Sweden joined the Netherlands this week in suspending new aid payments to Rwanda after a UN report accused the central African country of supporting guerillas in the neighboring Democratic Republic of Congo. President Paul Kagame responded: "The people of Rwanda should be ready to survive in any circumstance including the absence of aid." He also denied the report's charges that his government supports Congolese rebel leader Laurent Nkunda. "I have never spoken to Nkunda. I have never met him by the way. I don't know him other than seeing him on television," said Kagame, calling the report "petty, simplistic and utterly nonsensical".
The Indian navy announced Dec. 13 it had captured 23 Somali and Yemeni pirates while coming to the defense of an Ethiopian-flagged merchant vessel in the Gulf of Aden. Meanwhile, US Defense Secretary Robert Gates, speaking before a Bahrain conference sponsored by the London-based International Institute of Strategic Studies, called for international action against the pirates.
Islamist al-Shabaab insurgents seized two districts in central Somalia without violence Dec. 7, including the stronghold of a Sufi group that traditionally abjures violence. Residents in Galgadud region reported that fighters aboard armed trucks peacefully entered the provincial capital Dhusamareb. "The local clan militias withdrew before they came," one resident told the independent Radio Garowe. Shabaab fighters also took control of Mataban district to the south, with clan militias similarly offering no resistance. The Shabaab faction already controls key regions in southern Somalia, including the port towns of Kismayo and Marka.
Thousands of people from an informal settlement 20 kilometers south of Khartoum are now living in makeshift shelters after their homes were razed by Sudan's government. Local officials said 4,000 homes were destroyed under a plan to reorganize the "Mandela" settlement, established by war refugees from the south in the '90s, to make it more habitable. Another 6,000 are slated to be demolished. "When this is over, people will move back, build and live in peace," said Madut Wek, secretary to the local government-backed Mandela Popular Committee. But speaking to the UN news agency IRIN, many evicted residents denied Wek's claims. "We were living just fine there," elderly Idriss Karama said as he watched bulldozers ploughing through the rubble of what used to be his home a few hundred yards away. "They brought us here. We don't know anything."
A federal jury in San Francisco Dec. 1 cleared Chevron Corp. of responsibility in the 1998 shooting of Nigerian villagers by military forces during a protest at an offshore oil platform. Survivors of the incident, under the name "Concerned Ilaje Citizens," argued that the oil company should be held accountable for paying police and soldiers, and transporting them by helicopter to the oil platform, where they shot and killed two unarmed protesters and wounded two others.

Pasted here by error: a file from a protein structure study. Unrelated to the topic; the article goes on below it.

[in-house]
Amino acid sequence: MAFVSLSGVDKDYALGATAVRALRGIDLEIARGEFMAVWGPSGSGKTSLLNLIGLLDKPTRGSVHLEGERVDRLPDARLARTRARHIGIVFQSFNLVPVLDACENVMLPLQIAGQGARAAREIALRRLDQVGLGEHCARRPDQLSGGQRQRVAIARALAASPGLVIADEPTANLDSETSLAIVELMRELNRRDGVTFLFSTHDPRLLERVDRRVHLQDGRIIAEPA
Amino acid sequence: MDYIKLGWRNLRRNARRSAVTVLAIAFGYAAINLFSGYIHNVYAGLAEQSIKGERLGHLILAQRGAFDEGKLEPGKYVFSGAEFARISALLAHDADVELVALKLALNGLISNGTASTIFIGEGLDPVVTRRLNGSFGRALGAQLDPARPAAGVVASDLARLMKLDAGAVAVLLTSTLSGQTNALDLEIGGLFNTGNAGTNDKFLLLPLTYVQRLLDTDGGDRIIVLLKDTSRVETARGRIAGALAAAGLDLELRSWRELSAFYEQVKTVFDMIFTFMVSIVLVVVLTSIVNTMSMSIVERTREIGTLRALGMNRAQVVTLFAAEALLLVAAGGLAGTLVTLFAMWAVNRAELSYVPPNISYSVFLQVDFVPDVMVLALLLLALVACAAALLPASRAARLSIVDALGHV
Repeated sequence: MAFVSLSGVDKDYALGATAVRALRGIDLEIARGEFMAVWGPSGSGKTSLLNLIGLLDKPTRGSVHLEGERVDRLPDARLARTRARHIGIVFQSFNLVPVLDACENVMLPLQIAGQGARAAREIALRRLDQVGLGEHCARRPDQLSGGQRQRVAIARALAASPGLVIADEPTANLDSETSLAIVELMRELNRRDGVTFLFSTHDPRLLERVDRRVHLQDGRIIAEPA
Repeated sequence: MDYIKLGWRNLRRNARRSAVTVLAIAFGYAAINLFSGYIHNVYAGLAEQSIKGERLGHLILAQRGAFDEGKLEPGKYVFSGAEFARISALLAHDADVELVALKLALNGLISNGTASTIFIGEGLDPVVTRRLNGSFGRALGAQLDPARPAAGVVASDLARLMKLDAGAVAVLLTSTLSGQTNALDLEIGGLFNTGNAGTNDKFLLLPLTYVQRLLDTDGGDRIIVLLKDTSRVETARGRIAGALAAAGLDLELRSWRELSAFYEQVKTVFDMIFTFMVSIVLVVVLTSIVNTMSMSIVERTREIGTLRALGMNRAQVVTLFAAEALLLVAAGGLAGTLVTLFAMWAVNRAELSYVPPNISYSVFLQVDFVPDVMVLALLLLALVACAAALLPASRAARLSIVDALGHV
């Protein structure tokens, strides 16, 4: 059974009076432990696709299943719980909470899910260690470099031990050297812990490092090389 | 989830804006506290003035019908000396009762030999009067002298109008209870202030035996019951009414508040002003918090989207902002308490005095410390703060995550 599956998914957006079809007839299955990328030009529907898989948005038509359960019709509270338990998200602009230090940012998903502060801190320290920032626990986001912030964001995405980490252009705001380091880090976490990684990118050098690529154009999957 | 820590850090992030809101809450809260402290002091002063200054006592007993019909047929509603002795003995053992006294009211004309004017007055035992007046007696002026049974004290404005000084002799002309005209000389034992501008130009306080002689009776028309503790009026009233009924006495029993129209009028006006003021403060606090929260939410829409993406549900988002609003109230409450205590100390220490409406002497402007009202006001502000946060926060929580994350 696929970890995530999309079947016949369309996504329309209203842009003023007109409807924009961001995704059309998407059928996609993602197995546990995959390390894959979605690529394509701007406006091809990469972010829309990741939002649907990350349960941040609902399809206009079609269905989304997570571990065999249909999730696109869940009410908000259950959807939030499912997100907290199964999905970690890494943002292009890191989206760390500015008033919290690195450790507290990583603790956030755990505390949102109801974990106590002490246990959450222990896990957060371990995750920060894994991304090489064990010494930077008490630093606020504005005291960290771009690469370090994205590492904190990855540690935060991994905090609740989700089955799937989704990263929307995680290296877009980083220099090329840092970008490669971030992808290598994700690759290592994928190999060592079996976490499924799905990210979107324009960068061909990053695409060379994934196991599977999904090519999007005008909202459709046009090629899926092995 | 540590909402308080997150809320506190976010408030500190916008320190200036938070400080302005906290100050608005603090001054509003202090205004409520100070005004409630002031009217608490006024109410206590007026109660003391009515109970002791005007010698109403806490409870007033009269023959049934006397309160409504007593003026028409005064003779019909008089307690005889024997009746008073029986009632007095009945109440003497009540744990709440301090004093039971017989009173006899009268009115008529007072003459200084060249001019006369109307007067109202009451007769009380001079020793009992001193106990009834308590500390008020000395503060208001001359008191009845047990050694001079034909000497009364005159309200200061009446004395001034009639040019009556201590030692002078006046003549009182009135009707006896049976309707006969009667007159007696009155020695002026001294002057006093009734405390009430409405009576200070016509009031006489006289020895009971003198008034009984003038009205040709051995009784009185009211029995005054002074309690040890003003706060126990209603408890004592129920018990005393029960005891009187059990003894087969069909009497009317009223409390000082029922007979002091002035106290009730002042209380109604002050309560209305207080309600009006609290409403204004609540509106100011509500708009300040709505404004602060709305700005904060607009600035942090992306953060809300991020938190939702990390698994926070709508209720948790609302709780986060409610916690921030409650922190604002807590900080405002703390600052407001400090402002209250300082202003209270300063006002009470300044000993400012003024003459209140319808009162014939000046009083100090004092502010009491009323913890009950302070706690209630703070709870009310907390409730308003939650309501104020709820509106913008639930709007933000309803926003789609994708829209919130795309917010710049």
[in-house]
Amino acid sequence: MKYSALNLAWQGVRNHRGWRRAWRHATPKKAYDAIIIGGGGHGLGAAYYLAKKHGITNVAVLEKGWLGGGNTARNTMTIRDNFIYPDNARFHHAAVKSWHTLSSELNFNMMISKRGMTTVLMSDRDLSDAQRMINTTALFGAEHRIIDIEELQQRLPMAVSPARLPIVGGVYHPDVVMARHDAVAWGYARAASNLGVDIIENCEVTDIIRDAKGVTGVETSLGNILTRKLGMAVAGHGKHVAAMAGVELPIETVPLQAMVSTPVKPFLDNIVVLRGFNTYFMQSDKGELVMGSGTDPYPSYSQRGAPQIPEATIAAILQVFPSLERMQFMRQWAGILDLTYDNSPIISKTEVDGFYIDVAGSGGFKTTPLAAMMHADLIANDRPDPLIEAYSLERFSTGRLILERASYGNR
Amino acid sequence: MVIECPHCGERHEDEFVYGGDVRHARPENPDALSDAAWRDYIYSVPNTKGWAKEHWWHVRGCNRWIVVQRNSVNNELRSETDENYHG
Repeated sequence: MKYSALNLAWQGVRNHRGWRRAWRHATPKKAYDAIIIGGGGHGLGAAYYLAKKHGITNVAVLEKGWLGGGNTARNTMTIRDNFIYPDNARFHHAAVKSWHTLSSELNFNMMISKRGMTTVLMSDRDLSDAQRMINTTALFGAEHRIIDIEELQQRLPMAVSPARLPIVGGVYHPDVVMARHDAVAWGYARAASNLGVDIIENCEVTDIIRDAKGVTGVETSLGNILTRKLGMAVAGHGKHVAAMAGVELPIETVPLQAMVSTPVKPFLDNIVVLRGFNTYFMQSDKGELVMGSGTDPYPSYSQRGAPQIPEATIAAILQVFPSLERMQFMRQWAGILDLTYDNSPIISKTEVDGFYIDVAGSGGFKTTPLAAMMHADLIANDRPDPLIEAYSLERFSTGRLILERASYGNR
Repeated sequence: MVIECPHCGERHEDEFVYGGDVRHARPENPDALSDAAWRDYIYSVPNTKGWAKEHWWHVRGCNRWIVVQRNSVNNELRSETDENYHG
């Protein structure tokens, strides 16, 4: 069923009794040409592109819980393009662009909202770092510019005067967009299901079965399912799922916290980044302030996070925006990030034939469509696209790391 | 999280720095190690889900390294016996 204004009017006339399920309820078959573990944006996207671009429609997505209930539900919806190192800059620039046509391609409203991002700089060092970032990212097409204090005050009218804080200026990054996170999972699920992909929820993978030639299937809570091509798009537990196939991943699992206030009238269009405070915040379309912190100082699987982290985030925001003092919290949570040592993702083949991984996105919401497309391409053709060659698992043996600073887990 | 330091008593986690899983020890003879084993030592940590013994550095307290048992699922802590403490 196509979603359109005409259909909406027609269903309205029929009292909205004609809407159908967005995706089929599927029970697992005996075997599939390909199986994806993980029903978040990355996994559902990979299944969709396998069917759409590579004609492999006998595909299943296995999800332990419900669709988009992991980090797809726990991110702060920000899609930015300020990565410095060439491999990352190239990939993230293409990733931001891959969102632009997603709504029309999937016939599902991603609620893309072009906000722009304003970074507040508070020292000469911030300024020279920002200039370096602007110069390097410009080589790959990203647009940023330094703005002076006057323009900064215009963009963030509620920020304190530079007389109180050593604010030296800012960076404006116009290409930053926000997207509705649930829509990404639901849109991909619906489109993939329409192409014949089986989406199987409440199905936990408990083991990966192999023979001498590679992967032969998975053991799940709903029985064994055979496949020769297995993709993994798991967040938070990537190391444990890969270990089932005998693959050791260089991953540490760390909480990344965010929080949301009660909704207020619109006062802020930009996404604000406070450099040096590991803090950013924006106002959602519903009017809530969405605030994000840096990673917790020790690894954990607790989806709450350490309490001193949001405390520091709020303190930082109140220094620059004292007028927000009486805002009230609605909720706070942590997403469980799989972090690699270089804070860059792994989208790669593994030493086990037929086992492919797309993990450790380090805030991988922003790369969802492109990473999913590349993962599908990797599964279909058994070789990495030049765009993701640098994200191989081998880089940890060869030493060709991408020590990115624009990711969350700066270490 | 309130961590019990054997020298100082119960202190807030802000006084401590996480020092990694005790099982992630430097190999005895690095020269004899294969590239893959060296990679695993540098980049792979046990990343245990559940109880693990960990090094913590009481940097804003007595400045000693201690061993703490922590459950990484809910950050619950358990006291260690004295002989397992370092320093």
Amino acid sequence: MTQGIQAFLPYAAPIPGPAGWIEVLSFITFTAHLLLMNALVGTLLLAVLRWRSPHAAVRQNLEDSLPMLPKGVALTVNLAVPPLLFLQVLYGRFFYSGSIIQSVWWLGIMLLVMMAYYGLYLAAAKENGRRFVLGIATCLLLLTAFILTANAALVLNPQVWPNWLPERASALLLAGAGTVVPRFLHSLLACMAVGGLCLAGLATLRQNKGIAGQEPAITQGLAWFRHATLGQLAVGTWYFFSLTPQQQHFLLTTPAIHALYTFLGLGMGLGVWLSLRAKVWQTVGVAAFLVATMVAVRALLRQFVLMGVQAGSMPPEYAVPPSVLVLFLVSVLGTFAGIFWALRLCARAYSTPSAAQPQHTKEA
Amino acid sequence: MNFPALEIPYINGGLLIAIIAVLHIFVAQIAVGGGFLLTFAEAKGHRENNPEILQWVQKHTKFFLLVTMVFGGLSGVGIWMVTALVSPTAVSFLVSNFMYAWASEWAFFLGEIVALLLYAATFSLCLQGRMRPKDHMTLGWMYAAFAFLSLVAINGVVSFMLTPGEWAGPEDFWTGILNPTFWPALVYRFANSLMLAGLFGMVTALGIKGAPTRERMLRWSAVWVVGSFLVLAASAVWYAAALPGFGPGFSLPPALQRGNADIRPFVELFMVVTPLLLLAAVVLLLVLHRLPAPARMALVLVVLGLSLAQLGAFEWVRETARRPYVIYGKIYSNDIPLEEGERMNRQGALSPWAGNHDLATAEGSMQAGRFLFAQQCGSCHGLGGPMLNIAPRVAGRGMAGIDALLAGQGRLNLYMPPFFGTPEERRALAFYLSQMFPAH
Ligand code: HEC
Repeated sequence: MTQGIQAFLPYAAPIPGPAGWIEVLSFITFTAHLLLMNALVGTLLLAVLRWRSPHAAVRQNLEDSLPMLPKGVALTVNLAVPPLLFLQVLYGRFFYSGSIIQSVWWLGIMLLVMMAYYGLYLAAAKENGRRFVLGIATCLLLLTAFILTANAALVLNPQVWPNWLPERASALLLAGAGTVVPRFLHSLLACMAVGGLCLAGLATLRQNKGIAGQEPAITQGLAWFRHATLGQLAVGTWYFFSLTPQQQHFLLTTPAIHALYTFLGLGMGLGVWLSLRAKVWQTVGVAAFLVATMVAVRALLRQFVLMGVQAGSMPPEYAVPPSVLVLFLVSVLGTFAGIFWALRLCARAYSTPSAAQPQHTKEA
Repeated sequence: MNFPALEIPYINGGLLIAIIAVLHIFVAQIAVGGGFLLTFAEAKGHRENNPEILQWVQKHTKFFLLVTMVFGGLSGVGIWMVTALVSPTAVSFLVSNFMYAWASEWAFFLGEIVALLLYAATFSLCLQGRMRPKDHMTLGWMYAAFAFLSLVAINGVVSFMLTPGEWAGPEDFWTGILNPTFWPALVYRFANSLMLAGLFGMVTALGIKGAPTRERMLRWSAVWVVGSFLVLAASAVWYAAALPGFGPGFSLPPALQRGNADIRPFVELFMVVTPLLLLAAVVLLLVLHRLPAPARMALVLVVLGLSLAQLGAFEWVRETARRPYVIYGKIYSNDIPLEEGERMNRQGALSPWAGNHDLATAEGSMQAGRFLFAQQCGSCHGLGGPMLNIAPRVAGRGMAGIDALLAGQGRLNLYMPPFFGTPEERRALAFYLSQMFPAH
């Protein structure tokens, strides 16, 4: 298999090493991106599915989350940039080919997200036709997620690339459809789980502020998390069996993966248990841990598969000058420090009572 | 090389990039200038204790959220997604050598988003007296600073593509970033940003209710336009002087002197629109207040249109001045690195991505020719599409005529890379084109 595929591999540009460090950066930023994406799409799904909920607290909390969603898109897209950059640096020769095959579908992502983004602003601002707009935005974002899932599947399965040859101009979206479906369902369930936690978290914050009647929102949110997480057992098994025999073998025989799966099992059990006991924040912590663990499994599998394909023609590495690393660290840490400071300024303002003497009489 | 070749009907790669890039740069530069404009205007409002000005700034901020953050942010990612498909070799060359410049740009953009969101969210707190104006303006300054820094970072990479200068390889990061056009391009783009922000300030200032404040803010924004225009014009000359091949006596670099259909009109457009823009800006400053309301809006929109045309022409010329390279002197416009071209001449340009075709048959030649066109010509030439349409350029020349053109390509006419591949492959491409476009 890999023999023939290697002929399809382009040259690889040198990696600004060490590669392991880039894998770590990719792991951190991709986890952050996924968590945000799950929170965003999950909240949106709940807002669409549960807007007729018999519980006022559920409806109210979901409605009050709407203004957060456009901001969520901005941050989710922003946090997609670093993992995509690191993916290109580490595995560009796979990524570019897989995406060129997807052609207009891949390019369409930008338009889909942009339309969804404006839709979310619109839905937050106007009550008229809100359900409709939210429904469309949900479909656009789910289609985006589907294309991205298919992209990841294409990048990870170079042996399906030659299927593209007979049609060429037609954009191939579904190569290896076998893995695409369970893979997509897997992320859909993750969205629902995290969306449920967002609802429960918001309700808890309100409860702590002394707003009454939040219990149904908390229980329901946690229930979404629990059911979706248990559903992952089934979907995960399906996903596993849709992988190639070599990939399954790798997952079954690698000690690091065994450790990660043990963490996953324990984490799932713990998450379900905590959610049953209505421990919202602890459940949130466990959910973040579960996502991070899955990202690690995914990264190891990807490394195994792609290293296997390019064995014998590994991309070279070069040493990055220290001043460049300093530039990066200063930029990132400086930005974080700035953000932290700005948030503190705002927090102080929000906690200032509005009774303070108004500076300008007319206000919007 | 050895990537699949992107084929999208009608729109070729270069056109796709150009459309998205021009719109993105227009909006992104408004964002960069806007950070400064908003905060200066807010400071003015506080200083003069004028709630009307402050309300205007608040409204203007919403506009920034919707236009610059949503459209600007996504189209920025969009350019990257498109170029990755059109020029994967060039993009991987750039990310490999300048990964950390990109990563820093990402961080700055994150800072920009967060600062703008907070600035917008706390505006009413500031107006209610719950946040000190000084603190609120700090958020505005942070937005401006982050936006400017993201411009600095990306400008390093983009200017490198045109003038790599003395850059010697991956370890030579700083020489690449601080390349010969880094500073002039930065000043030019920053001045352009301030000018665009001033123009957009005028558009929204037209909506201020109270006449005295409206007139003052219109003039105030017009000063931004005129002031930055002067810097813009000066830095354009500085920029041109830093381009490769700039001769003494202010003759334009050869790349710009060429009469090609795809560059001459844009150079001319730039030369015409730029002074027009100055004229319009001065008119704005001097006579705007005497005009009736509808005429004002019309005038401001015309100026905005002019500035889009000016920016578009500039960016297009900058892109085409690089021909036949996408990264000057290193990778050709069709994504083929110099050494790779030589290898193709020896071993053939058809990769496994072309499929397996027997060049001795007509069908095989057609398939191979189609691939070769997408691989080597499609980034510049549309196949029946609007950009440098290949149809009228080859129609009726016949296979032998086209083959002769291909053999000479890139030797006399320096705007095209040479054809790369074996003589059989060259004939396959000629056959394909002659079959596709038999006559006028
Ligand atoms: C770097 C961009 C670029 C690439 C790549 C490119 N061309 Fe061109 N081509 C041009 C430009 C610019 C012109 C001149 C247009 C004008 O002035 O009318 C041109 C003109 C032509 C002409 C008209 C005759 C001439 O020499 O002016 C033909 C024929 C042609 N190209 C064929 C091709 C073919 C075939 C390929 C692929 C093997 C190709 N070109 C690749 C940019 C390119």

The army is patrolling the streets of Jos, in central Nigeria, after four days of violence between Muslims and Christians left hundreds dead. A Muslim charity says it has collected more than 300 bodies that had been brought to local mosques, and fatalities are also expected among Christians. Homes, churches and mosques were put to the torch before troops restored order and imposed a curfew. The Nigerian Red Cross says at least 10,000 people have fled their homes. The violence broke out following contested elections in Plateau state Nov. 26, in which the Christian-backed ruling People's Democratic Party was declared to have won. The result was challenged by the opposition All Nigeria People's Party, which has wide support from Muslims. (AlJazeera, Nov. 30; BBC News, Nov. 29)
Somali pirates who hijacked a Saudi supertanker moved the vessel from its location at the port city of Harardhere, in the autonomous Puntland region, after Islamist militias threatened to attack them and rescue the ship. Both the exiled Islamic Courts Union and the Shabaab insurgent group issued threats to attack the pirates if they don't free the ship. "Saudi is a Muslim country and it is very big crime to hold Muslim property," the Shabaab's Sheikh Abdulaahi Osman said. "I warned again and again those who hold the ship must free it unconditionally or armed conflict should be the solution. If they don't free the ship, we will rescue it by force." The ICU called seizing the ship a "major crime."
British naval forces killed two Somali pirates in a dhow who they said were attempting to hijack a Danish cargo ship in the Gulf of Aden, the Defense Ministry in London said on Nov. 12. British sailors found a third man, thought to be a Yemeni, dead on the vessel. The Royal Navy was joined by the frigate Neustrashimy (Fearless) from Russia's Baltic Sea Fleet. British and Russian helicopters were also involved in the brief battle. (Reuters, Nov. 13)